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Norwegian skis back from Sweden to avoid quarantine restrictions

A Norwegian who tried to ski around his country's virus quarantine system by skiing back from Sweden had to be rescued after bad weather thwarted his expedition, emergency services said on Monday.

Norwegian skis back from Sweden to avoid quarantine restrictions
View of the mountains in Åre, Sweden (archive). (Photo by OLIVIER MORIN / AFP)

“He wanted to return to Norway to get hold of some documents, and then go back into Sweden, where he has a construction project on the go,” Trond Helge Ronning of rescue group Norske Folkehjelp told AFP.

“But to avoid the quarantine, he decided to cross the border over the mountains,” said Ronning from Tydal, a village near the border with Sweden.

In all, it would have been a 40-kilometre (25-mile) journey over difficult terrain, he said.

But the adventurer, who is in his 50s, ran into bad weather after 25 kilometres of his trek on Saturday.

A local reindeer breeder rescued him, handing him over to two fishermen at a nearby lake, who looked after him until the rescue services arrived, said Ronning.

“He was soaked through and he was cold,” as well as being annoyed and unapologetic, said the rescue worker.

The rescue services took care of him — before handing him over to police for having violated the coronavirus quarantine rules.

Local police told AFP that the man should have got a negative Covid test to present to the authorities before making the crossing — and then spent 10 days in quarantine in a hotel.

“That’s valid even for a Norwegian citizen,” said a senior police official in the Trondelag district.

The man will now have to sit out his hotel quarantine before interviewed by officers.

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SAS

Struggling Scandinavian carrier SAS gets $700m loan

Ailing Scandinavian airline SAS, which filed for bankruptcy protection in the United States in early July, said Sunday it had secured a 700-million-dollar loan.

Struggling Scandinavian carrier SAS gets $700m loan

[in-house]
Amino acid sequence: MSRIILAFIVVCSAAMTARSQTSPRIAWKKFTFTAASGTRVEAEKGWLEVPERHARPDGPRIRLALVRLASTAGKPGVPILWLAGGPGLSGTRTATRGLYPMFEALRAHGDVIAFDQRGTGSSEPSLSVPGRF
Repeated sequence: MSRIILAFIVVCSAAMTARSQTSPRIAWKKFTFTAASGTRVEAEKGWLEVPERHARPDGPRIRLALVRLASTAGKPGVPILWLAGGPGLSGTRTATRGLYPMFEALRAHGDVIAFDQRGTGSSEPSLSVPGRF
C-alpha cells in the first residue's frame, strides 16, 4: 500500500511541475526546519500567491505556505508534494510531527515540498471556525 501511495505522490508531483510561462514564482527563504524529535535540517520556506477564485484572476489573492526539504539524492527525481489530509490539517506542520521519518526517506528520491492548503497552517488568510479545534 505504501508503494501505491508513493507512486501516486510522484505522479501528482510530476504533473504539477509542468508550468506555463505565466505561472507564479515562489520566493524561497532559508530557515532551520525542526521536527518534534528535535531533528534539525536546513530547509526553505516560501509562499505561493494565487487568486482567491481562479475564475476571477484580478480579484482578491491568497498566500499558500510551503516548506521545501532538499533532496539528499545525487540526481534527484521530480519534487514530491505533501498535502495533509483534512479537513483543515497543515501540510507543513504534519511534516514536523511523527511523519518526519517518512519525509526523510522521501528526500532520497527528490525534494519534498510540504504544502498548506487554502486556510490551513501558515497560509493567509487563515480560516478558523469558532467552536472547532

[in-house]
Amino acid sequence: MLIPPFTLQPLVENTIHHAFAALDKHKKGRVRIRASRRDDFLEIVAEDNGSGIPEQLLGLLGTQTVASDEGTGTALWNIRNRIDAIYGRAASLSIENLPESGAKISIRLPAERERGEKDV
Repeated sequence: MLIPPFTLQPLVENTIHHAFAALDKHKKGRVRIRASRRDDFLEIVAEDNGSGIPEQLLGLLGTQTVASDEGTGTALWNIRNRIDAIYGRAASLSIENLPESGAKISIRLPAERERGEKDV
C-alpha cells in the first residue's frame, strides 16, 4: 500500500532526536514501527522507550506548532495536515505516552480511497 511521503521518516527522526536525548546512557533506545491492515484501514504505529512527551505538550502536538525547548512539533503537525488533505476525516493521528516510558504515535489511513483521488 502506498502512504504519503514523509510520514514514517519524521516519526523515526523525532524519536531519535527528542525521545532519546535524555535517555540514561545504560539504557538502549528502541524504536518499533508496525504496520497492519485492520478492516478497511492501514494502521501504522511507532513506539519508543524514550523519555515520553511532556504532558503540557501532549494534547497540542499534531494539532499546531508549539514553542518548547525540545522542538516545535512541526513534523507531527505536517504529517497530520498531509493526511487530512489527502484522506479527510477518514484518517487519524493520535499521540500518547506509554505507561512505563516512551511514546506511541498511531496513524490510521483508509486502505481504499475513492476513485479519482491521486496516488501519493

The move follows a crippling 15-day pilot strike, also in July, that cost the carrier between $9 and $12 million a day.

The pilots were protesting against salary cuts demanded by management as part of a restructuring plan aimed at ensuring the survival of the company.

READ ALSO: SAS strike affected 380,000 passengers in July

SAS said it has entered “into a debtor-in-possession (DIP) financing credit agreement for $700 million with funds managed by Apollo Global Management”.

SAS had filed for Chapter 11 bankruptcy protection in the United States and said the “DIP financing, along with cash generated from the company’s ongoing operations, enables SAS to continue meeting its obligations throughout the chapter 11 process”.

“With this financing, we will have a strong financial position to continue supporting our ongoing operations throughout our voluntary restructuring process in the US,” SAS board chairman Carsten Dilling said.

SAS management announced in February the savings plan to cut costs by 7.5 billion Swedish kronor ($700 million), dubbed “SAS Forward”, which was supplemented in June by a plan to increase capital by nearly one billion euros ($1.04 billion).

Denmark and Sweden are the biggest shareholders with 21.8 percent each.

“We can now focus entirely on accelerating the implementation our SAS FORWARD plan, and to continue our more than 75-year legacy of being the leading airline in Scandinavia.”

SAS employs around 7,000 people, mainly in Denmark, Norway and Sweden. It has suffered a string of losses since the start of the coronavirus pandemic in early 2020.

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